Attacking President George Bush for initiating the "ill-conceived" nuclear deal as the "centerpiece" of Indo-US bilateral ties, a leading US daily on Monday appealed to the Senate to postpone its vote on the pact.
"We hope that the Senate shows better judgement," the New York Times said in an editorial, ahead of the Senate's likely vote on the legislation on Wednesday.
The American House of Representatives had approved the deal by an overwhelming majority on Saturday.
The Times said the approval of deal would make it even harder to rein in nuclear ambitions being perused by countries like Iran.
'India is a democracy, a rising power that has sent many thousands of talented people to live and work in the United States," the paper noted and said Bush has correctly chosen to build a new relationship with India. But he erred in making the nuclear deal the centerpiece of that relationship. And he erred in assuming that he could selectively break the nuclear rules for India and still argue that other countries had to do a lot more to rein in Iran.'
'The deal approved by the House fails to meet legal requirements set previously by Congress,' it said.
Stating that the deal was pressed hard by American businesses and Indian lobbyists, the Times said President Bush and his aides were so eager for a foreign-policy success that they didn't even try to get India to limit its weapons programme in return.
'They got no promise from India to stop producing bomb-making material, no promise not to expand its arsenal and no promise not to resume nuclear testing,' it added.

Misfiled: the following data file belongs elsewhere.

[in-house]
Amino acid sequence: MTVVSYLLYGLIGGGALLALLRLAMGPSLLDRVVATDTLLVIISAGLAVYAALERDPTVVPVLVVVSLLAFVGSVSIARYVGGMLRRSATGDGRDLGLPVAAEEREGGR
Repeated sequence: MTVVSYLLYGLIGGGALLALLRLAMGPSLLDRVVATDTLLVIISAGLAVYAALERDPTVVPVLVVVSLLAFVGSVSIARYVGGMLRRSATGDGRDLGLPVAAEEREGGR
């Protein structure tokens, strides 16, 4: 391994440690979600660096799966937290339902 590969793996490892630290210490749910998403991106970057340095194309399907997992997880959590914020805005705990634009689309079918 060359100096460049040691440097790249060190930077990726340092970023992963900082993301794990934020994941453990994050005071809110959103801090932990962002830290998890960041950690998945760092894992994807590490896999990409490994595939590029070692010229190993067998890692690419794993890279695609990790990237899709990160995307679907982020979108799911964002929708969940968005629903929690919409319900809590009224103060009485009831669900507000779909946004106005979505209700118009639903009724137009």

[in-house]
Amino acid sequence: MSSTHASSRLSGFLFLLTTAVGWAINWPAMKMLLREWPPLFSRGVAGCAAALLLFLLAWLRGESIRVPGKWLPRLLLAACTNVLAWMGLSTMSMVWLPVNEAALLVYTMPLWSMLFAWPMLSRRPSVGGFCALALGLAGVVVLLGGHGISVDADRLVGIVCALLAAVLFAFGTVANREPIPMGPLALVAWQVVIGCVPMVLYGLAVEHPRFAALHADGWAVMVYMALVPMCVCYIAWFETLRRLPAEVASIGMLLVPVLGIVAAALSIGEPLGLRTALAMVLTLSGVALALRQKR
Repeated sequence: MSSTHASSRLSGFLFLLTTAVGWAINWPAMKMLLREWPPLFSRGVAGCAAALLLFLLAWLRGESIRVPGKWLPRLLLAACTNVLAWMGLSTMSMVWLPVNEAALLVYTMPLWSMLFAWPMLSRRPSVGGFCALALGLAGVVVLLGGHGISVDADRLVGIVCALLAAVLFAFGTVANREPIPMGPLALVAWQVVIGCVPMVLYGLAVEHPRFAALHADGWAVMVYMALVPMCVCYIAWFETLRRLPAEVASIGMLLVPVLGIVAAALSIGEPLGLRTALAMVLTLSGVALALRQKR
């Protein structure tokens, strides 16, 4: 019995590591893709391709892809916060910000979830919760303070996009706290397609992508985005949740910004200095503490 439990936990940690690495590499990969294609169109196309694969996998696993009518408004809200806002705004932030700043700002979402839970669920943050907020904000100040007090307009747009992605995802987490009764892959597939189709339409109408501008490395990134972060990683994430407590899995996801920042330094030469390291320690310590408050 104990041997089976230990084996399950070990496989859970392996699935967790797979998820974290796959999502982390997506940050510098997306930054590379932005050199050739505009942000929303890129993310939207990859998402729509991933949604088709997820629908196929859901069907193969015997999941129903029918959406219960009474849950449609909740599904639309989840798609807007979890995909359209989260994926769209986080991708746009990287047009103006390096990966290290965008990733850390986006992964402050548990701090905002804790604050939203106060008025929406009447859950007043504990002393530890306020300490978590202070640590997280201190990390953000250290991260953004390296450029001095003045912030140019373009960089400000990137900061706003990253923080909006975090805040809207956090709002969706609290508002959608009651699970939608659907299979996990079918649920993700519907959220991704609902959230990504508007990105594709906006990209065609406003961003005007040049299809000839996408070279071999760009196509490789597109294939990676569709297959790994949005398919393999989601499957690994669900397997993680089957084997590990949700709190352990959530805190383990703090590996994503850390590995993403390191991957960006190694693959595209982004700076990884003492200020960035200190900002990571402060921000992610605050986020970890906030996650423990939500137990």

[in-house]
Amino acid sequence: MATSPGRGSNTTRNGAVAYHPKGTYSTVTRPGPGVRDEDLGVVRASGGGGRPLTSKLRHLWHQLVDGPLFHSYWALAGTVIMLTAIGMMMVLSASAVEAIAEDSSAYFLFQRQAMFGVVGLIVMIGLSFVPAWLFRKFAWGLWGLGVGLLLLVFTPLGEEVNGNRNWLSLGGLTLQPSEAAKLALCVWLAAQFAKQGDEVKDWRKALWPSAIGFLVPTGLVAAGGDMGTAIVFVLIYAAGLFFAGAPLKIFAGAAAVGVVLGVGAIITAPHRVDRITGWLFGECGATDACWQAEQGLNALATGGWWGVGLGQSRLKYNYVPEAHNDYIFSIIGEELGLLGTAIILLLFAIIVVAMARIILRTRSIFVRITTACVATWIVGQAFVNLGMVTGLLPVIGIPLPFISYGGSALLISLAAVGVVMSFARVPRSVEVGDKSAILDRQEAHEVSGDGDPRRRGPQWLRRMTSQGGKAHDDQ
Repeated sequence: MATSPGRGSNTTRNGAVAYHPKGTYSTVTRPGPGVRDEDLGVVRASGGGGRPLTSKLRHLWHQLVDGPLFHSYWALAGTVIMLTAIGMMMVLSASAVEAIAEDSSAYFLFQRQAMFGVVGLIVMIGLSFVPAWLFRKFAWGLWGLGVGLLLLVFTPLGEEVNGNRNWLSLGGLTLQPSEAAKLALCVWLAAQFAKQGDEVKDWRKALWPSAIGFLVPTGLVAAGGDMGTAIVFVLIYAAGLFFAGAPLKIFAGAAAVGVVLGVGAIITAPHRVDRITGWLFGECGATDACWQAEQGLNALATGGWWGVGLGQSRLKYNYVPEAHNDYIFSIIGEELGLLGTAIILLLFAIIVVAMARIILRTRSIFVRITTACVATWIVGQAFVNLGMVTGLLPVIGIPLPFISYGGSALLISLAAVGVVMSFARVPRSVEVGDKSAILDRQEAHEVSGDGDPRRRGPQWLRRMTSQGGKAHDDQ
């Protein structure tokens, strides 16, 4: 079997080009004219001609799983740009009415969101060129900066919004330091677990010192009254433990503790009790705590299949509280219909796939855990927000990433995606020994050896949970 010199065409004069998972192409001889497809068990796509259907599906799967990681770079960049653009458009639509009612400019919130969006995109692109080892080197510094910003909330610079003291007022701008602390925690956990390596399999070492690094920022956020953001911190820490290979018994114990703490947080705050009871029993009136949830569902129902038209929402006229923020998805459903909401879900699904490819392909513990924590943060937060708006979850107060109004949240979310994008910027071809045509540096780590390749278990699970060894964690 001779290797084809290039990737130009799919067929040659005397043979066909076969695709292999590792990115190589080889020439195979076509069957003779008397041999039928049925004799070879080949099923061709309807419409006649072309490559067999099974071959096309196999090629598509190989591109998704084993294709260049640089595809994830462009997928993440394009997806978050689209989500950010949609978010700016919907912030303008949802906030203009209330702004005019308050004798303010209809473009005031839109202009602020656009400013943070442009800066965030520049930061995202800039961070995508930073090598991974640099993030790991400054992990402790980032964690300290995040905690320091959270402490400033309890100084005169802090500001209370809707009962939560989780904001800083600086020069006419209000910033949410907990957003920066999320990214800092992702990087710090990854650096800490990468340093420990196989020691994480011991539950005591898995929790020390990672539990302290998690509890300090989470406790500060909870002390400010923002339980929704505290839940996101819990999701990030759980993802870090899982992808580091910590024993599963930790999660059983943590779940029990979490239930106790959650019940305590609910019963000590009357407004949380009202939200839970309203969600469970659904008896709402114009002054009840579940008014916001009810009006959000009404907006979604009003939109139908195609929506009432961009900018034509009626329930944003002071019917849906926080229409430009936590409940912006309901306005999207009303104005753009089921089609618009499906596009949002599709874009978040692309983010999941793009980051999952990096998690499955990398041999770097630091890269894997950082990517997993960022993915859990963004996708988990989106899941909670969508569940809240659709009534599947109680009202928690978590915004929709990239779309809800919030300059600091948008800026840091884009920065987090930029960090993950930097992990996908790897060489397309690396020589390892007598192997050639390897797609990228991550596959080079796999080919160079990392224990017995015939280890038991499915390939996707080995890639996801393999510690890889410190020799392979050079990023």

The House Foreign Affairs Committee, the editorial said, abdicated its oversight responsibilities. It held no public hearings and sent the deal straight to the floor without even a committee vote.
'We are befuddled as to how the committee's chairman, Representative Howard Berman, could say he has concerns about ambiguities in the agreement and still vote for it,' the paper said.
The Senate Foreign Relations Committee, the Times said, has done only slightly more work. It held one hearing at which administration "cheerleaders" were asked to testify.
'For example, it is not accompanied by a commitment by countries engaged in nuclear trade to ban transfers to India of enrichment and reprocessing equipment that is essential to weapons production. Also, it does not include a credible plan by the Indians for separating their military and civilian nuclear programmes,' the paper said and called on the Senate to postpone its vote until the next Congress can figure out how to limit the damage from this deal.